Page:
Does Metaphorical Framing Really Work?

Friday, March 04, 2011

Transcript

While editors and journalists worry about whether a simple word choice could influence their readers, politicians take another tack. They use metaphors all the time, explicitly in order to persuade people to view things their way. Lera Boroditsky, a psychology professor at Stanford University, conducted an experiment to see just whether this kind of metaphorical framing really works.

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Comments [6]

monica jonen from seattle

I loved the interview! Metaphors do change people's perception and are very powerful. Having Power means it needs to be handled responsibly and hopefully as writers we can think critically about how our readers respond to our powerful perception changing metaphors.

Mar. 11 2011 02:20 PM
MDF from Austin TX

Very interesting research. But I would like more explanation regarding the following comment:

"But what we find is the metaphor was actually twice as strong as that opinion split between Republicans and Democrats. That suggests to us that the particular framing in which we're entertaining a problem really matters."

What does it mean for the metaphor to be twice as strong? How do they find the "strength" of the metaphor?

Mar. 07 2011 11:11 PM
Ron Rosenthal from California

Of course the choice of words matters.

Are the Israelis in the West Bank "settlers" or "colonists"?

Or, are they people who illegally (yes, under international law it is illegal to move your people into occupied territories) take other people's land?

Despite my name, I'm sure I'll be accused of anti-Semitism.

Mar. 07 2011 06:11 PM
Ben Hauck from NYC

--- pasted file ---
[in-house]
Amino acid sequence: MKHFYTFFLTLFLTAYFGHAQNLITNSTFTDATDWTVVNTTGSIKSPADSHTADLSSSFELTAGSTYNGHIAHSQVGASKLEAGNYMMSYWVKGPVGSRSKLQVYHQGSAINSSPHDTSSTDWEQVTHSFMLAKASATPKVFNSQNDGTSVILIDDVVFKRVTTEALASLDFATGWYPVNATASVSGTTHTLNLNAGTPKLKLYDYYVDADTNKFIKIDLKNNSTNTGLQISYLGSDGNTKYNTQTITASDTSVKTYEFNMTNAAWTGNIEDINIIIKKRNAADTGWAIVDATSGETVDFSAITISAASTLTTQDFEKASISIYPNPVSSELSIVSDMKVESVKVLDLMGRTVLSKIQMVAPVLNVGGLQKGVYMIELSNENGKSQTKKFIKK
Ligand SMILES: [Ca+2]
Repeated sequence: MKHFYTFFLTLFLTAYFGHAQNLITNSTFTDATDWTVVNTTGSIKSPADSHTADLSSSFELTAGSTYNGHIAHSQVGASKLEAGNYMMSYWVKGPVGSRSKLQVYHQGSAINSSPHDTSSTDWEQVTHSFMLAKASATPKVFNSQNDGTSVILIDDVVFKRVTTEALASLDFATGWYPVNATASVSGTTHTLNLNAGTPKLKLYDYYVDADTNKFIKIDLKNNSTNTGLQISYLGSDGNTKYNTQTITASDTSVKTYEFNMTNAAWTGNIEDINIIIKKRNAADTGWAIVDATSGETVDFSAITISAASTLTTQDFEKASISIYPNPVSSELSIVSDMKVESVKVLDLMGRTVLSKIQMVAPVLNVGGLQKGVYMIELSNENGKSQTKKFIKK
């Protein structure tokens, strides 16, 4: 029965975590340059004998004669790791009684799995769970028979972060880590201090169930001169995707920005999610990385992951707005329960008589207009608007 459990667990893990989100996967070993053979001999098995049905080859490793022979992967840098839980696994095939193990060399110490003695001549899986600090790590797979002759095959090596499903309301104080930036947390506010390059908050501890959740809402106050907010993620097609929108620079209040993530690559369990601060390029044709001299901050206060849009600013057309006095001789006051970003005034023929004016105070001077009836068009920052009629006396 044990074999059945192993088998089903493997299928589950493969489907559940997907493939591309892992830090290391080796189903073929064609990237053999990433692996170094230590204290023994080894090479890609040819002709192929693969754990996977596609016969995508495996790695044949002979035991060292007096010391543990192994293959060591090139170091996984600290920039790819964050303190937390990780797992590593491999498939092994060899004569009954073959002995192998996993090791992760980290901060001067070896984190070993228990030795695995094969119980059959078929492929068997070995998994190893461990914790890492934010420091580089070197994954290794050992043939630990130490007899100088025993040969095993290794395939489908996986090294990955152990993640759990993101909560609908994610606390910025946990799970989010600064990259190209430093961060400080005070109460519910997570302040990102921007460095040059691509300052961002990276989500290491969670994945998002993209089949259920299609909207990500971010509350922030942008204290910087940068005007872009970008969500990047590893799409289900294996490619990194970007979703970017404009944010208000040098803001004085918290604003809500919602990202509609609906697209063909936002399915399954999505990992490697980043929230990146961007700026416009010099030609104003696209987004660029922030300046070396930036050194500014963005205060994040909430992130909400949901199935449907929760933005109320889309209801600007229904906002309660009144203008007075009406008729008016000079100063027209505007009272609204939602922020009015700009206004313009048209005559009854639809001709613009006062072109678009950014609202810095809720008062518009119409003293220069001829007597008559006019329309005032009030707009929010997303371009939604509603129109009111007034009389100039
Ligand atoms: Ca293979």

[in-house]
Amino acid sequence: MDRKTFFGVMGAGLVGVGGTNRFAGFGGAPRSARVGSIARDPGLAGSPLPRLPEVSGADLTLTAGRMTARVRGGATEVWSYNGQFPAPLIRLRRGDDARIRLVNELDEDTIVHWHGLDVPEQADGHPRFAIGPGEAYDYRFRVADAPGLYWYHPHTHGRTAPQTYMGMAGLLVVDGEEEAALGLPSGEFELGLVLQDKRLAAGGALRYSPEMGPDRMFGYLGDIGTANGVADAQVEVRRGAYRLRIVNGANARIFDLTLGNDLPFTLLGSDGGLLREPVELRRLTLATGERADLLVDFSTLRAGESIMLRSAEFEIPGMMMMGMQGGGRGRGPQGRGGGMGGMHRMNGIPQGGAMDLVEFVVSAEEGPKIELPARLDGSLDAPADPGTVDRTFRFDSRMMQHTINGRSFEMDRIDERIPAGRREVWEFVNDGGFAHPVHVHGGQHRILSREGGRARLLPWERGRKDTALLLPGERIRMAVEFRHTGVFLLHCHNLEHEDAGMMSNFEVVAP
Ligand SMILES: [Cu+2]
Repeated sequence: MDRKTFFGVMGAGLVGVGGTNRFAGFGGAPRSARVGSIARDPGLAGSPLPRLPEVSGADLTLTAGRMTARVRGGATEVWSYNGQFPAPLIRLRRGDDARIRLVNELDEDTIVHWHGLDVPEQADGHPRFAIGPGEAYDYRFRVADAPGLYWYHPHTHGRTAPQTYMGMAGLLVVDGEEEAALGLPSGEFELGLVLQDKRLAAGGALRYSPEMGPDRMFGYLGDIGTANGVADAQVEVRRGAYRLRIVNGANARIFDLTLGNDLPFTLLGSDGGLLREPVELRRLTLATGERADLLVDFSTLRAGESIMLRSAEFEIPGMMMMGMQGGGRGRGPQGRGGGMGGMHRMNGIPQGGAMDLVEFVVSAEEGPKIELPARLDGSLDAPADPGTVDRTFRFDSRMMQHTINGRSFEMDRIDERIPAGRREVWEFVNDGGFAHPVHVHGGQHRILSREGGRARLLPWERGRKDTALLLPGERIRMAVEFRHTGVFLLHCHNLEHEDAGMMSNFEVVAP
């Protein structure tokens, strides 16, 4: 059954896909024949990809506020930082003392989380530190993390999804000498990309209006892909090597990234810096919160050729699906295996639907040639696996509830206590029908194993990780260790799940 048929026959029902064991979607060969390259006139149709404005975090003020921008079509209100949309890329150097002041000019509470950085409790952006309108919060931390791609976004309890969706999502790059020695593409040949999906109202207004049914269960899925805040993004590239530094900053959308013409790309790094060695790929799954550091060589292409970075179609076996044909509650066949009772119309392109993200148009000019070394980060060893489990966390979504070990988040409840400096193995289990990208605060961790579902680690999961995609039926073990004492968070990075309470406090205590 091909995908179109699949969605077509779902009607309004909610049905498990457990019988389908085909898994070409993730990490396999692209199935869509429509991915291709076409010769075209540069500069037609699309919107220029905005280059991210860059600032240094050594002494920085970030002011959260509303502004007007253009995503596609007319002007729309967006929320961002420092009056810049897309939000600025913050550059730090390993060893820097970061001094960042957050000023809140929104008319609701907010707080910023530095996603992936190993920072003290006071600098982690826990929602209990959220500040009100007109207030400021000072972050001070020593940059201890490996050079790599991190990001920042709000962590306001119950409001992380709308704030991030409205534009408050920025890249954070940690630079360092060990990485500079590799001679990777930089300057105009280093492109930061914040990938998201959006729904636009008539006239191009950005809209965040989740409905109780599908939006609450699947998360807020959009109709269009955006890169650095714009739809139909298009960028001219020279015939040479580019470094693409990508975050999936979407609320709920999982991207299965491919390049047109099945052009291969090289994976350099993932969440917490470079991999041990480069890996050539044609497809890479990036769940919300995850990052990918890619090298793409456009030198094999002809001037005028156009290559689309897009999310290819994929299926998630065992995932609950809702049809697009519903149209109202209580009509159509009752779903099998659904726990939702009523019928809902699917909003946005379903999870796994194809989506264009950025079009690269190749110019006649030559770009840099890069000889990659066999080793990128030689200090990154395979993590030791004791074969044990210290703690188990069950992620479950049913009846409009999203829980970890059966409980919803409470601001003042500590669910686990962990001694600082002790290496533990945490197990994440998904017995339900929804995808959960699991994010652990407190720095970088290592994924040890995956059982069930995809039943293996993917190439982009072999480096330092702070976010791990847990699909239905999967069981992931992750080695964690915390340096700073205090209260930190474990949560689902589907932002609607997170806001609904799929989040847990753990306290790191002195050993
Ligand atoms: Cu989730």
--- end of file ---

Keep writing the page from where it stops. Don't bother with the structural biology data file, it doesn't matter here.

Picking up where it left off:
Wonderful research!

Re: the failed attempts to shift labels (French fries --> freedom fries) ...

... I think the implication was not that the words "French" and "freedom" were synonyms, but instead, they were *antonyms*, both sharing "fre" as the start of the terms (which implied the choice of the word "freedom" over, say, "liberty").

Of course, "French" and "freedom" are not true antonyms, but the shift in word choice at the time was to signal a distinction between the position represented by the U.S. and its allies (generically, perhaps offensively, thought of as "freedom"), and the position represented by France, which was contrary to the position of the U.S. and its allies.

Since "freedom" was an antonym rather than a synonym, you wouldn't call France "The Land of Freedom"; you would call it "The Land without Freedom" or something like that. The "substitution" was aimed at discriminating France from the U.S. and its allies, and also distancing France--not equating "France" and "freedom" as a synonym might do.

A minor point on exciting research. Sounded very korzybskian.

Ben

Mar. 07 2011 11:14 AM
russell bell from Albuquerque

France *is* the country of free people! Frank means free (the
privilege of congress-persons to send mail free by signing instead is
called franking); a franklin is a free man. They called themselves 'Franks' back in the days of Charlemagne to identify themselves as free people. The German word for France is Frankreich: the kingdom of the free.

Mar. 06 2011 05:07 PM
Alan wild from South Kingstown, RI

Interesting research... but it can't be of surprise to editors of the New York Times, et al. There is a definite media bias against 2nd Amendment rights. It's obvious in how the reporters color reports of criminal use of firearms, and the buzz words they use, like “gunman”, and “assault rifle”… and it needs to be repeatedly brought up that "semi-automatic" is an adjective, not a noun.

Now from Boroditsky's research, there’s no denying the media bias through their use of metaphorical framing.

'Regards, Alan

Mar. 06 2011 04:35 PM

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